Sales forecasting in retail: what we learned from the M5 competition
5 February 2021 In this article, Data Scientist Maxime Lutel sums up his learnings from the M5 sales forecasting competition, which consisted in predicting future sales in several Walmart stores. He will walk you through our solution and discuss what machine learning model worked the best for this task.
Using machine learning to solve retailers’ business challenges
Accurate sales forecasting is critical for retail companies to produce the required quantity at the right time. But even if avoiding waste and shortage is one of their main concerns, retailers still have a lot of room for improvement. At least, that’s what people working at Walmart think, as they launched an open data science challenge in March 2020— the M5 competition — to see how they could enhance their forecasting models.
The competition aimed at predicting future sales at the product level, based on historical data. More than 5000 teams of data lovers and forecasting experts have discussed for months about the methods, features and models that would work best to address this well-known machine learning problem. These debates highlighted some recurring issues encountered in almost all forecasting projects. And even more importantly, they brought out a wide variety of approaches to tackle them.
This article aspires to summarize some key insights that emerged from the challenge. At Artefact, we believe in learning by doing, so we decided to take a shot and code our own solution to illustrate it. Now let’s go through the whole forecasting pipeline and stop along the way to understand what worked and what failed.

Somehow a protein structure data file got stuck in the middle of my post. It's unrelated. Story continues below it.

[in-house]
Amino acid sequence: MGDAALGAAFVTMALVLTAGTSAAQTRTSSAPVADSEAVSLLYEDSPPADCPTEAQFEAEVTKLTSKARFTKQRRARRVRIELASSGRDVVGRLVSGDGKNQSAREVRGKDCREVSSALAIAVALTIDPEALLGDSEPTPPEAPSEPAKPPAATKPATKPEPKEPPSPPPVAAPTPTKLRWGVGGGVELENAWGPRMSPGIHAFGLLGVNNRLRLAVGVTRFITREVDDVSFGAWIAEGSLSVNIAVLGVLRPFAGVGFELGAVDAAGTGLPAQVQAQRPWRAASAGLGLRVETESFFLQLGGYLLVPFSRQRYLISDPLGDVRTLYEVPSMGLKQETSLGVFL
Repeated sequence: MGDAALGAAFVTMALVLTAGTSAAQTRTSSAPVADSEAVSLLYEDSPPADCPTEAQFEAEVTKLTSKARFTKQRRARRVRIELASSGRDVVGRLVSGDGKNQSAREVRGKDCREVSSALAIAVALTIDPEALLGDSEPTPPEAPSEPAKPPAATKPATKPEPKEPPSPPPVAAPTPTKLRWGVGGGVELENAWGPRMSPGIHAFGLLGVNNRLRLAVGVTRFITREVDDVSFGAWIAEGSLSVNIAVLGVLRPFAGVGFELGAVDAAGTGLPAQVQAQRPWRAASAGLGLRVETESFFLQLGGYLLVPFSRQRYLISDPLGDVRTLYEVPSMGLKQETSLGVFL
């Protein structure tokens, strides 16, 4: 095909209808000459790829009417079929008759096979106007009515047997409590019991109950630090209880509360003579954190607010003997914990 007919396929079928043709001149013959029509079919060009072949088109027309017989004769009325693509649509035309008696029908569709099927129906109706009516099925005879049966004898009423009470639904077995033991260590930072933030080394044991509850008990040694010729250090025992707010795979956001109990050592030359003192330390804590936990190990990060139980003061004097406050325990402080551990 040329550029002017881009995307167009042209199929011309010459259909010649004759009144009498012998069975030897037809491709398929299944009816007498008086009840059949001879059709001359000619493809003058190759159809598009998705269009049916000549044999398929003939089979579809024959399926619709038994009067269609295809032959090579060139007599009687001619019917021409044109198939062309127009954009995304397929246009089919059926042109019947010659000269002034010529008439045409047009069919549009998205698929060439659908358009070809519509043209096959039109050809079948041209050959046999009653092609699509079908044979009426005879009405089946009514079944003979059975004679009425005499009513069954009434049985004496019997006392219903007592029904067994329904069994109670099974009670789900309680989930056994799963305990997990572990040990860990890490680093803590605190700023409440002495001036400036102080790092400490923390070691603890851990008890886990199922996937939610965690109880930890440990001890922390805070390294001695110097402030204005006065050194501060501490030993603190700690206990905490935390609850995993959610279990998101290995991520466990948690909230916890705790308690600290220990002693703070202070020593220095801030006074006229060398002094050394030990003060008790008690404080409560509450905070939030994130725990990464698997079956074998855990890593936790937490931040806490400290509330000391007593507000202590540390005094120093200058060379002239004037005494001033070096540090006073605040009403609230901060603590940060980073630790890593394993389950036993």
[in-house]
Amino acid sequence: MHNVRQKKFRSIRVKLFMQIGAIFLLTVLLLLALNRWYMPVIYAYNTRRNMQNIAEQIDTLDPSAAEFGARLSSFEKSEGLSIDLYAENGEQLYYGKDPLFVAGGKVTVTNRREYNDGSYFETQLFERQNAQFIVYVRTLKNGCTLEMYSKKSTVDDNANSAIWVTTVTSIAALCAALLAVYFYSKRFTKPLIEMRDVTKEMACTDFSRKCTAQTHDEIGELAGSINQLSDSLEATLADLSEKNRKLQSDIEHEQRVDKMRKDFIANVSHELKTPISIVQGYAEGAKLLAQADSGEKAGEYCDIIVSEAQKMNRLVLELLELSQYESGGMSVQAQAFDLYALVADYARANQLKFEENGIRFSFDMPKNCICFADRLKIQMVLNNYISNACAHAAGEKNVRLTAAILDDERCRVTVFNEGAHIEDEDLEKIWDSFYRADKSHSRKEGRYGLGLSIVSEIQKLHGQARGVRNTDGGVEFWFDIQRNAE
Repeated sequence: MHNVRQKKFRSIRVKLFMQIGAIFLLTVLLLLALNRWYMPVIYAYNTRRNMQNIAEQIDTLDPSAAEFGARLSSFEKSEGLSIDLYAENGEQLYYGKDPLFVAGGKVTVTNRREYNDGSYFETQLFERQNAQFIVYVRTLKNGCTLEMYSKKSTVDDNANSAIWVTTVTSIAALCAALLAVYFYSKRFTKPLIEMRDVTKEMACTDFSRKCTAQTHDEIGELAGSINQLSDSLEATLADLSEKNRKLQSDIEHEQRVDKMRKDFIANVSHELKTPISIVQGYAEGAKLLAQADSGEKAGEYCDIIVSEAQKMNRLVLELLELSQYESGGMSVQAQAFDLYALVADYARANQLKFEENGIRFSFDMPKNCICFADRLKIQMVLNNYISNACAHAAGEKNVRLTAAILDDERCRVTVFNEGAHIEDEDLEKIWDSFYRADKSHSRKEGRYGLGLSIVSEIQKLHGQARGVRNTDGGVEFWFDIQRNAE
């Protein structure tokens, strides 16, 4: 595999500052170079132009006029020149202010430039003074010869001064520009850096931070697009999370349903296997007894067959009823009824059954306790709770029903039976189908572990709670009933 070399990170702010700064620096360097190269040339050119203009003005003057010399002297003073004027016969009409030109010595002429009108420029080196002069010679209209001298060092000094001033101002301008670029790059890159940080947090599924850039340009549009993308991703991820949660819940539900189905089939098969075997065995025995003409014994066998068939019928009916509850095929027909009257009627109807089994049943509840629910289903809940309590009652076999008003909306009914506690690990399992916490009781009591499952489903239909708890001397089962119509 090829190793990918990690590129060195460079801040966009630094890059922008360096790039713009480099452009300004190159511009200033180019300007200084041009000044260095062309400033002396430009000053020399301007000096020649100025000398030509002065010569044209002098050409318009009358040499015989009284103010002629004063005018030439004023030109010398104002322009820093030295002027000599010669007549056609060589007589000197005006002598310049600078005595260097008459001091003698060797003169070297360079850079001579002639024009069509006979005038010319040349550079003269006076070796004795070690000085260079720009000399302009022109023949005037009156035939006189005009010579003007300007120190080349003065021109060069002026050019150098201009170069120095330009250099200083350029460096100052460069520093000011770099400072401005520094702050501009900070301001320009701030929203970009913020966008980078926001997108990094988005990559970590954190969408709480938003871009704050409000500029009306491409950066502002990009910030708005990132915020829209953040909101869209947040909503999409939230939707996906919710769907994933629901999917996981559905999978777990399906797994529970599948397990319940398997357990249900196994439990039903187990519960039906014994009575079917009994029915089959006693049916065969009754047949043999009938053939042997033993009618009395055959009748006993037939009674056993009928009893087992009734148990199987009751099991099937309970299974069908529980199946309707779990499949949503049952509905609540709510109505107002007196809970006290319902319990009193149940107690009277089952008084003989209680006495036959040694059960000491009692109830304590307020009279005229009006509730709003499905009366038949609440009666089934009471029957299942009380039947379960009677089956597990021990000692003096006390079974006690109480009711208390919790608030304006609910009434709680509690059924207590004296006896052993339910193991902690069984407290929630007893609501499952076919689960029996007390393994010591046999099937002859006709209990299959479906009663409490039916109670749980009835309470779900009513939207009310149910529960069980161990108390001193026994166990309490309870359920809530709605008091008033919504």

Hierarchical times series forecasting
The dataset contains 5-year historical sales, from 2011 to 2016, for various products and stores. Some additional information is provided, such as sell prices and calendar events. Data is hierarchically organized: stores are divided into 3 states, and products are grouped by categories and sub-categories.
Our task is to predict sales for all products in each store, on the days right after the available dataset. It means that 30 490 forecasts have to be made for each day in the prediction horizon.
This hierarchy will guide our modeling choices, because interactions within product categories or stores contain very useful information for prediction purposes. Indeed, items in the same stores and categories might have similar sales evolution, or on the contrary they could cannibalize each other. Therefore, we are going to describe each sample by features that capture these interactions, and prioritize machine learning based approaches over traditional forecasting ones, to consider this information when training the model.
Two main challenges: intermittent values and an extended prediction horizon
At this stage, you might think that it is a really common forecasting problem. You’re right and that’s why it is interesting: it can relate to a wide range of other projects, even if each industry has its own characteristics. However, this challenge has 2 important specificities that will make the task more difficult than expected.
The first one is that the time series we are working with have a lot of intermittent values, i.e. long periods of consecutive days with no sales, as illustrated on the plot below. This could be due to stock-outs or limited shelves’ area in stores. In any case, this complicates the task, since the error will skyrocket if sales are predicted at a regular level while the product is out of shelves.